Most common non-haematological primary malignant neoplasm of bone in children and adolescents.
Pain and swelling are the most common presenting symptoms.
Although it can occur at any age, it usually affects patients in the second and third decade of life with a peak incidence between 13 and 16 years of age. It is more common in males than females.
Chemotherapy combined with surgery is the standard of care.
Prognosis of patients with localised disease has improved substantially following the introduction of chemotherapy, with 75% to 80% 5-year survival rates.
The WHO defines osteosarcoma as a primary osseous malignant neoplasm composed of mesenchymal cells producing osteoid and immature bone, even if only in small amounts. 
Director of the Musculoskeletal Tumor Program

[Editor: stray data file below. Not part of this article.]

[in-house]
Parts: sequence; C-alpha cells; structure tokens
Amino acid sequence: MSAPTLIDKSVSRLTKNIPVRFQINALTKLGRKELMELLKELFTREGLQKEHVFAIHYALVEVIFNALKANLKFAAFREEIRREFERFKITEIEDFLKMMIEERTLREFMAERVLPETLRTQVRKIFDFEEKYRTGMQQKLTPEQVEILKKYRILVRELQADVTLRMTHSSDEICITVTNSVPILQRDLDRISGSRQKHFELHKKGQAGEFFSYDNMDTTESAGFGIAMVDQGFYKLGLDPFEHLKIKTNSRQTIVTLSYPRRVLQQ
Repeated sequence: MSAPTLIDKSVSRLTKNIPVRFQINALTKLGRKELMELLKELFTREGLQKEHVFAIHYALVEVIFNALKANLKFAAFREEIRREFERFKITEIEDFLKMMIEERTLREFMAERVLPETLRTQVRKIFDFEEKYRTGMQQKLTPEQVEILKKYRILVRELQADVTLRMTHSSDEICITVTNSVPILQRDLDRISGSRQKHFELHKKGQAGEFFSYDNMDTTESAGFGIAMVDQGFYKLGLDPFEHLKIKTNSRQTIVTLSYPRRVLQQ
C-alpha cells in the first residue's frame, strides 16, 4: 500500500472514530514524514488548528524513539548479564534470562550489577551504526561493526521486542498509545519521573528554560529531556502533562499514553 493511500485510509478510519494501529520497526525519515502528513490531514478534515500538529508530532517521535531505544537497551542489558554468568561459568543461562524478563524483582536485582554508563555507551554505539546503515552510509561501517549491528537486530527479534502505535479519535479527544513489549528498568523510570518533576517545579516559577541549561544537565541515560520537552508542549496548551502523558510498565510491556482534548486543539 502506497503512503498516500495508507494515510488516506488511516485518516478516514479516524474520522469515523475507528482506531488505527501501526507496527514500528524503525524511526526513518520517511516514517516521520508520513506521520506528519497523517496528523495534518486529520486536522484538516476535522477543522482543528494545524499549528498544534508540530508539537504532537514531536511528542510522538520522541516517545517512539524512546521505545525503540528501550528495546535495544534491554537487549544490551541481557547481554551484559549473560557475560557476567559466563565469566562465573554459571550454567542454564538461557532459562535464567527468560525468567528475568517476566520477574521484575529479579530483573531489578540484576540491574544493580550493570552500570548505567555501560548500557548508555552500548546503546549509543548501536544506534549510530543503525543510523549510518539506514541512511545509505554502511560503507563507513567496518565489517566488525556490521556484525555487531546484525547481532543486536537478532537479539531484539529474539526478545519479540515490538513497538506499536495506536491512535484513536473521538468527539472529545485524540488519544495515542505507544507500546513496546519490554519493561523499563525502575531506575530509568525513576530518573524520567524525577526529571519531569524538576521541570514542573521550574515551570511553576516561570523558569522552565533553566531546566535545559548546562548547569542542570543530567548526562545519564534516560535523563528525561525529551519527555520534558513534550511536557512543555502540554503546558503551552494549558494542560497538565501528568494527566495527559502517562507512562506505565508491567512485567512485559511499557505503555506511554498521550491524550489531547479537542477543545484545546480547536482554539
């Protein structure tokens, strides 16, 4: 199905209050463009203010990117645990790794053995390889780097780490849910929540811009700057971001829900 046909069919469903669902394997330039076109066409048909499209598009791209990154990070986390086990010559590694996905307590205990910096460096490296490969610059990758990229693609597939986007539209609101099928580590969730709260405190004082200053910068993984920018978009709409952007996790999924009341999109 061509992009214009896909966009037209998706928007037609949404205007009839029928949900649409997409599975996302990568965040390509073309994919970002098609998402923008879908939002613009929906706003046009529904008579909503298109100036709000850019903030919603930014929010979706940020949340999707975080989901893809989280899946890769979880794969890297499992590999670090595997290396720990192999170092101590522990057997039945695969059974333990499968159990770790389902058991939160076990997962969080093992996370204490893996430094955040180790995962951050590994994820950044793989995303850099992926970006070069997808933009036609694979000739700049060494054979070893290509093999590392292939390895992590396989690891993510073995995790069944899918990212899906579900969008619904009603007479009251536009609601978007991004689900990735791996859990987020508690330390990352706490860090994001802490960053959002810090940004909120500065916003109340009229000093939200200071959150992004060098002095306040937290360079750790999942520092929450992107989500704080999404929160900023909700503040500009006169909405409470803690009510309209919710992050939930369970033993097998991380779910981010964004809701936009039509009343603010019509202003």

Associate Professor of Oncology
Bloomberg Children's Center
The Johns Hopkins Hospital
DL declares that he has no competing interests.
Dr David Loeb would like to gratefully acknowledge Dr Luminita Rezeanu and Dr Michael J. Klein, the previous contributors to this monograph. LR and MJK declare that they have no competing interests.
Professor of Surgery
Ellis Fischel Cancer Center
University of Missouri
ES declares that he has no competing interests.
Locum Consultant Paediatric Oncologist
University College Hospital
RW declares that she has no competing interests.
Use of this content is subject to our disclaimer